The Salt Lake County Commission has made its most decisive move yet on where a much-needed new jail might go.

The location of preference for the 1,200-bed facility: a 30-acre parcel of land in an industrial neighborhood just outside the South Salt Lake city limits at 825 W. 3300 South.The three-man commission Wednesday night announced it is exercising an option to buy the property, perhaps ending hope by many who wanted the county to instead expand its overcrowded facilities in downtown Salt Lake City.

"It's well buffered," said Commissioner Randy Horiuchi of the proposed site, bracing himself for the public outcry that typically accompanies jail-location announcements. "It's surrounded by auto-wrecking yards, tailings and the (Jordan) river."

Sheriff Aaron Kennard, though he has previously said he prefers the jail remain downtown, said he supports the commission if only to see the project gets done.

While office-holders have argued at length over where to put it, said Kennard, "in the meantime we haven't got our jail built."

The county's current facility - opened in 1966 as part of a the justice center complex east of the Salt Lake City-County Building - is perennially overcrowded. Designed originally to hold 250 inmates, its population in recent years has averaged about 600.

Kennard noted that criminals and suspected criminals routinely go free today because there is no place to house them.

"We are prepared, quite honestly, to take the heat to make sure the people of this valley are safe," said Horiuchi, who said the project would likely cost between $60 million and $80 million. It would probably be paid for by general-obligation bonds issued in 1997.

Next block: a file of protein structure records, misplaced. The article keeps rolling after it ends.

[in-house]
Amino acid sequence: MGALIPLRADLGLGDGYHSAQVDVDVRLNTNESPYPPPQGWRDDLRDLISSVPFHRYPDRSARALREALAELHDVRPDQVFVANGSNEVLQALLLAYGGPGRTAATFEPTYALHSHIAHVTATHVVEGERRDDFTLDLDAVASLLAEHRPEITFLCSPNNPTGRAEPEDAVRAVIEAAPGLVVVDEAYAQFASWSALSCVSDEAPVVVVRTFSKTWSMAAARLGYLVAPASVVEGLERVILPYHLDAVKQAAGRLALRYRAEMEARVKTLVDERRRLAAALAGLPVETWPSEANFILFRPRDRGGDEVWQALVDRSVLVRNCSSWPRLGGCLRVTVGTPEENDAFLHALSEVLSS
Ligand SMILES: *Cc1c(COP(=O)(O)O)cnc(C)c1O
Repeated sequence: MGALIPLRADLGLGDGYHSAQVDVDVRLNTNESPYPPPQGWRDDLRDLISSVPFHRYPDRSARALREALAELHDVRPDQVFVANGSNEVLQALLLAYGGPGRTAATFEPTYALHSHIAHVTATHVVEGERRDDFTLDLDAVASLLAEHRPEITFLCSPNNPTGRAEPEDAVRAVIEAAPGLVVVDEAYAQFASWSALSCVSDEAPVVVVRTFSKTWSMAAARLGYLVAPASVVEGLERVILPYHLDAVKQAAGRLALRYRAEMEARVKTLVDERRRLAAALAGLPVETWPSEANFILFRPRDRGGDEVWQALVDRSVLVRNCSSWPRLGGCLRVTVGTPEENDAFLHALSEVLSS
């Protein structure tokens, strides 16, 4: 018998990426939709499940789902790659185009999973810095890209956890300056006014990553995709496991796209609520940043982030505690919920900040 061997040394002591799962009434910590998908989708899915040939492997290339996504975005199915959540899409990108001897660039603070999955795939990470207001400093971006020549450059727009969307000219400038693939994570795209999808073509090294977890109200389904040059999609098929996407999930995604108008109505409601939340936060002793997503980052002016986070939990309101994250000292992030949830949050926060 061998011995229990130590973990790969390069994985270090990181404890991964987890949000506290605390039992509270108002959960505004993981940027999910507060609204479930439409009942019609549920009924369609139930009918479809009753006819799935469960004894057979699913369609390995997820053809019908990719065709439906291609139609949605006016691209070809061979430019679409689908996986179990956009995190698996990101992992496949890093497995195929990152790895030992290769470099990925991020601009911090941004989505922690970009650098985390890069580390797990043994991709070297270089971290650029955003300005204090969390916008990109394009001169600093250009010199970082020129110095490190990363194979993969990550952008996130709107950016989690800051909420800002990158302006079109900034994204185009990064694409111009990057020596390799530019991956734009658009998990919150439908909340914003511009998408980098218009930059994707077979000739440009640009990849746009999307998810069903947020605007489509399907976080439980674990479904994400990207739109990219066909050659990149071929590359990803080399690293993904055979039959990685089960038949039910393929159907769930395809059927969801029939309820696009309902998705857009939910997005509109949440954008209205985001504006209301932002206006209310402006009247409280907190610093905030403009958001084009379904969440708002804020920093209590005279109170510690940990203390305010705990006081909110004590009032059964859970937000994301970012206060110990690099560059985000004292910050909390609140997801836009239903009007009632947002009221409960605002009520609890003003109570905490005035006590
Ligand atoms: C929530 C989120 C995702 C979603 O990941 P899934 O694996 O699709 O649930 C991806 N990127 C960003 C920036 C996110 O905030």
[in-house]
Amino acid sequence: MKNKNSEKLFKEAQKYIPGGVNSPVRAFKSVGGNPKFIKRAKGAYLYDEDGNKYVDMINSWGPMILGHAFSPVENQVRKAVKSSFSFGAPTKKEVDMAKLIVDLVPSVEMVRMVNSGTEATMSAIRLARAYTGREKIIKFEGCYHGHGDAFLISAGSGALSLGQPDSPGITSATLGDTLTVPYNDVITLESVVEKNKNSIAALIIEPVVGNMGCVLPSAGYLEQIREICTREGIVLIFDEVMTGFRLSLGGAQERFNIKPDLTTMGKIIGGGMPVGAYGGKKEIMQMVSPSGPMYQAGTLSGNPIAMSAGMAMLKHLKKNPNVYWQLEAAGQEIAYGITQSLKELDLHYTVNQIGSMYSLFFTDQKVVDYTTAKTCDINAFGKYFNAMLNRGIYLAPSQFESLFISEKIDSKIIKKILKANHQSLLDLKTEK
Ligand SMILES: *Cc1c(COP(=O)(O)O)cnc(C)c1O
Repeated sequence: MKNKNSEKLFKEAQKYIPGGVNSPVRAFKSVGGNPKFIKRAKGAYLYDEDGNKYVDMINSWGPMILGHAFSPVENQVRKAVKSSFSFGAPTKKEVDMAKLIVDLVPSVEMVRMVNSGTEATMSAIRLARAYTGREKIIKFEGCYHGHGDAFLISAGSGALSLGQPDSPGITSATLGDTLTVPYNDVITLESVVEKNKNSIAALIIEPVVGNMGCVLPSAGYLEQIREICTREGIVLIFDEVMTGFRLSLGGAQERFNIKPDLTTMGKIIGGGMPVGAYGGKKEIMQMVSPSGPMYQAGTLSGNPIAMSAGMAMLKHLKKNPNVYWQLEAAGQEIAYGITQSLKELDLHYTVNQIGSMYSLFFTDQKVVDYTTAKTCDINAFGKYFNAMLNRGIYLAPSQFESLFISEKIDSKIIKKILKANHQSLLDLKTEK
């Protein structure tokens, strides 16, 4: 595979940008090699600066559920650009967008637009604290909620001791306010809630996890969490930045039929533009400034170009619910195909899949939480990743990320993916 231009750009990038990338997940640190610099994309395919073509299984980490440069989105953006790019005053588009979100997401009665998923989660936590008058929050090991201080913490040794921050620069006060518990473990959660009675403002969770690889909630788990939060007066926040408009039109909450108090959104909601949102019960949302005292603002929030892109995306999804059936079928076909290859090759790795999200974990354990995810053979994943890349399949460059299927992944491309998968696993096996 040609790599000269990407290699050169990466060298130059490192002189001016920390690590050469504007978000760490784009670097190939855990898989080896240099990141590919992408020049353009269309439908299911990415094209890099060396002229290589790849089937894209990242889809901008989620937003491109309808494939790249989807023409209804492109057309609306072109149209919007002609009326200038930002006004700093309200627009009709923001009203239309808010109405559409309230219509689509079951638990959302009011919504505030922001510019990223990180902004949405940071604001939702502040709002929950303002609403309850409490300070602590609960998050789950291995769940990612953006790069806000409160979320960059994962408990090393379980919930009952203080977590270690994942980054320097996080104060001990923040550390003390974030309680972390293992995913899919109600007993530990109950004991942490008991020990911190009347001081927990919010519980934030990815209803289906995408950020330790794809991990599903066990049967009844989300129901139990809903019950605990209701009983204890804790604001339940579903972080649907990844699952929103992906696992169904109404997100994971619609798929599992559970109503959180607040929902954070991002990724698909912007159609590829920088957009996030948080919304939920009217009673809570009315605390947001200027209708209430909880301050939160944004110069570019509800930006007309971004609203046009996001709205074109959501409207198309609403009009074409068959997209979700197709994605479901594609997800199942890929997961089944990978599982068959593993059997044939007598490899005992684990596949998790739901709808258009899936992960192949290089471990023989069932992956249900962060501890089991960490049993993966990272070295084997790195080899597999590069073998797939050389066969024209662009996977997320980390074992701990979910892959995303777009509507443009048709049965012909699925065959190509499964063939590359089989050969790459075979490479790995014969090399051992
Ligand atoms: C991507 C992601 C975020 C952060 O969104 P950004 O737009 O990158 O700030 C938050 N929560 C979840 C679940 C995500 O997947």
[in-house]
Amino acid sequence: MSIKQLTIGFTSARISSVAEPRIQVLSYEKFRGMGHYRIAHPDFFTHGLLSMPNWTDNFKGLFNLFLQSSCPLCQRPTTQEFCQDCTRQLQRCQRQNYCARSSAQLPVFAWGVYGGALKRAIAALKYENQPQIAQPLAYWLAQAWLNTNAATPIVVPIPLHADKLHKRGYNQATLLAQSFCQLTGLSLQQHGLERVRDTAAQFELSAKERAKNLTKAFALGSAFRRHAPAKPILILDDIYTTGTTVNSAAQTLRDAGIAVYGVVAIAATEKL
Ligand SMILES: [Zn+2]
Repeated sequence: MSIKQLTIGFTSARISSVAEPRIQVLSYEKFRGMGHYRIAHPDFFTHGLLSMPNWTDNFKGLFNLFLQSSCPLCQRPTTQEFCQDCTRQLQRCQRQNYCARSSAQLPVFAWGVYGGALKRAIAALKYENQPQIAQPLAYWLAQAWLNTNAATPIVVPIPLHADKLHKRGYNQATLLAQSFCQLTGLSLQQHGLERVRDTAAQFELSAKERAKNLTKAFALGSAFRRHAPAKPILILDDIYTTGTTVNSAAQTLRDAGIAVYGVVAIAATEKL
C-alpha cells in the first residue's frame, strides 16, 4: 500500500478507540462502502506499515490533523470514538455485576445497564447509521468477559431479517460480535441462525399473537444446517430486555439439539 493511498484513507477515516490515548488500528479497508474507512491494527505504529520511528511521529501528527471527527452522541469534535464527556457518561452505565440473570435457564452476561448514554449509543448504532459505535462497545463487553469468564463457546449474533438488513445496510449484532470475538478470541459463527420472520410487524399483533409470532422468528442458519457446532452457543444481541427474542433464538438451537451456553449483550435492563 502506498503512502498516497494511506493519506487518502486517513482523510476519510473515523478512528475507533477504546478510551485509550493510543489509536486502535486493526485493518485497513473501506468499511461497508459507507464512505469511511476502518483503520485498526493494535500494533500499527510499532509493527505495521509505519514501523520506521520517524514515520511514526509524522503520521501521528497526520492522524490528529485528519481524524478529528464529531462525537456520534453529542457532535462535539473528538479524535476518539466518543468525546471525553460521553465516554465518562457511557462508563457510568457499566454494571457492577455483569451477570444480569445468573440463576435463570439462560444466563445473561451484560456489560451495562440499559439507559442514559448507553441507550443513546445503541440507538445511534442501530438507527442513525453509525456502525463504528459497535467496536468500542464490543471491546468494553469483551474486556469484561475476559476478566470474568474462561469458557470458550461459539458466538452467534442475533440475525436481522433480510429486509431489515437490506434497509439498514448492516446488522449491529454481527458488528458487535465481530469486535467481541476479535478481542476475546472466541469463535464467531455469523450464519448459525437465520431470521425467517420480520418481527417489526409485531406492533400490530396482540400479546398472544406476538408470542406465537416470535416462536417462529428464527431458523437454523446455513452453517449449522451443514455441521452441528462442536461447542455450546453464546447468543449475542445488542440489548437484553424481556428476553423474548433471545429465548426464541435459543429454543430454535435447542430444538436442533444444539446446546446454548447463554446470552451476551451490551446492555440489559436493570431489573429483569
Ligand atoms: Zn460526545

"This largest public-works project in the history of the state will be done without a tax increase," he said.

Bradley and Horiuchi added that the proposed suburban locale allows for sprawling construction that would prove millions of dollars cheaper than building high-rise options on the single square block the county's law-enforcement and court facilities now occupy.

And they said putting it closer to the center of the Salt Lake Valley and near I-15 would make it far more accessible than a downtown site.

Commissioner Brent Overson cautioned against assumptions that the choice is a done deal, however.

"There could be significant opposition," he said, warning that South Salt Lake opponents who don't want another jail in their community in addition to the county's Oxbow facility might take the issue to court.

Under the commission's proposal, the county would keep limited booking and holding-cell facilities downtown in a remodeled version of a mental health unit that was built a decade ago and first occupied in 1985.

And should the 3300 South location - which is in the unincorporated county - prove to be the county's final choice, it could well serve someday as justice central for the county, with a courts complex eventually built at the site, replacing the one used today in central Salt Lake City.

Horiuchi declined Wednesday to reveal the price tag on the land at 3300 South, saying it is currently being negotiated.